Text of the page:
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Jeppesen Charts Depict Aerodrome Operating Minimums in New Way
July 29, 2015
Aeronautical chart maker Jeppesen is rolling out a new way to depict Aerodrome Operating Minimums on its library of instrument approach procedures charts, a change that will significantly affect pilots who fly outside of the United States.
At issue is the availability of aerodrome operating minima (AOM) and how those minima are depicted in charts of other countries’ airspace. Many nations, such as the U.S., publish complete AOM for their instrument approaches. However, other countries provide only partial AOM or no AOM at all for their approaches. In these cases, Jeppesen had published AOM data using accepted standards, largely based on United States’ standard for terminal instrument procedures. However, that has changed due to recent international efforts.
“Where the state-provided AOM is complete, including a decision altitude (DA) or a minimum descent altitude (MDA), Jeppesen will publish that,” said Rich Boll, chairman of the NBAA Access Committee’s Flight Technologies Working Group. “However, where that information is incomplete or not available, Jeppesen will publish AOM based on the International Civil Aviation Organization’s new all-weather operating minimums.”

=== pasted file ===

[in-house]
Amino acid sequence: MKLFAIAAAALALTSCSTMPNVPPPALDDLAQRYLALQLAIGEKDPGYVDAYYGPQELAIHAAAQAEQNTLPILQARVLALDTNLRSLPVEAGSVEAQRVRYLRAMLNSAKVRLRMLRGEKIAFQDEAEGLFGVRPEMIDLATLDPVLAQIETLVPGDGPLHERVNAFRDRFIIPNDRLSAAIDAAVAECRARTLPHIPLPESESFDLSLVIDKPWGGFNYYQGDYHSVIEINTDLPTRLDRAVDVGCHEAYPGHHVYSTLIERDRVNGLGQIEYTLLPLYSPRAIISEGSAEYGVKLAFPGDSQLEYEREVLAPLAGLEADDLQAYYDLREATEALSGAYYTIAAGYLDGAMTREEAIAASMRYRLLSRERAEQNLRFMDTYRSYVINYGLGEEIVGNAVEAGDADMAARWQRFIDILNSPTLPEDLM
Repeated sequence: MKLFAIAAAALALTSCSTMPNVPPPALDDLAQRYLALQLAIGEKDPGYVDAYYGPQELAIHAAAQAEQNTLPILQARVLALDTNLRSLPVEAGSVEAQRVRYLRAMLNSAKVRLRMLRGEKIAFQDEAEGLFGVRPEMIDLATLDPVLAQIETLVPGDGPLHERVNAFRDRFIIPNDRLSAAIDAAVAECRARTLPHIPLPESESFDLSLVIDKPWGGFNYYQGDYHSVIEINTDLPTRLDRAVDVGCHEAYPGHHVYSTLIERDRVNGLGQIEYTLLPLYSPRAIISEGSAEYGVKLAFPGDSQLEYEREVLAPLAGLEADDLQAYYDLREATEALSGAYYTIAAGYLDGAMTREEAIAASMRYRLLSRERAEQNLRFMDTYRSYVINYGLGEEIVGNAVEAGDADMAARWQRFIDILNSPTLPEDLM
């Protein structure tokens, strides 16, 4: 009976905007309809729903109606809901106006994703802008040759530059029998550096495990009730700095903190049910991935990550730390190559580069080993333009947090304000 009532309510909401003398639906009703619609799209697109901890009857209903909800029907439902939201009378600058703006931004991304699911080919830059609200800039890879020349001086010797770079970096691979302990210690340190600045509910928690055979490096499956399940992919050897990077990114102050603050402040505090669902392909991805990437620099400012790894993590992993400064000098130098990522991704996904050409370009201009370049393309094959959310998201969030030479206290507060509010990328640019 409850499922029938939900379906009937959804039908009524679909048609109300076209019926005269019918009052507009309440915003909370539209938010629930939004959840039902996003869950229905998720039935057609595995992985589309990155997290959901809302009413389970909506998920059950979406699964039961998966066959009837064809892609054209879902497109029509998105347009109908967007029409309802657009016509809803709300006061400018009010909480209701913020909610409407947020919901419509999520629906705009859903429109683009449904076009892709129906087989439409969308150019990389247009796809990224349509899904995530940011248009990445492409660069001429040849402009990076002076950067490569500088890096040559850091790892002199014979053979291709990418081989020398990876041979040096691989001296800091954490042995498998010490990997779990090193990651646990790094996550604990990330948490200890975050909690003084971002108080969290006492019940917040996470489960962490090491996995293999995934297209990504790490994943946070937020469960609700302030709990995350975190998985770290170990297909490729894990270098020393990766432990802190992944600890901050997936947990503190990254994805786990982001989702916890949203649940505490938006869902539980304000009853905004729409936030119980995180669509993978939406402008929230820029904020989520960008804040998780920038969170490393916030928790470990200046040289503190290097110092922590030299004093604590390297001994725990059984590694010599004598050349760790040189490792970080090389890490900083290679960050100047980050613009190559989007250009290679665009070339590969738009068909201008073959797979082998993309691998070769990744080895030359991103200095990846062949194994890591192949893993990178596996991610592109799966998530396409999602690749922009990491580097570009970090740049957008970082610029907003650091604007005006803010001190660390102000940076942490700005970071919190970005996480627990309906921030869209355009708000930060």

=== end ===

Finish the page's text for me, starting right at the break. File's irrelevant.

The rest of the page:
“Since 2009, there’s been a push to establish new AOM in Europe that favor the use of a constant descent final approach (CDFA),” Boll explained. “The idea has been to discourage the ‘dive and drive’ final approach by imposing higher visibility minima when compared to using CDFA.” As a result, operators will see two separate sets of visibility minima, one for CDFA and one without CDFA.
“Operators in the United States will see little change to what we have now,” said Boll. But he was quick to point to the Caribbean, where some of the changes mandated in Europe will also take effect.”
Operators may also see a new descent limit, DA/MDA(H) on approaches where a vertical descent angle (VDA) is published supporting CDFA. If the DA/MDA(H) does not include a height adjustment accounting for the altitude loss associated with a missed approach using CDFA, Jeppesen adds a note stating that use of DA(H) in lieu of MDA(H) requires a height adjustment, which could add 50 to 100 feet to the published DA/MDA(H).
Finally, Jeppesen is updating the profile view of its instrument approach charts, indicating when a VDA is published and CDFA is mandatory, when it is optional, and when a VDA is not published and a “dive and drive” approach with level segments is required.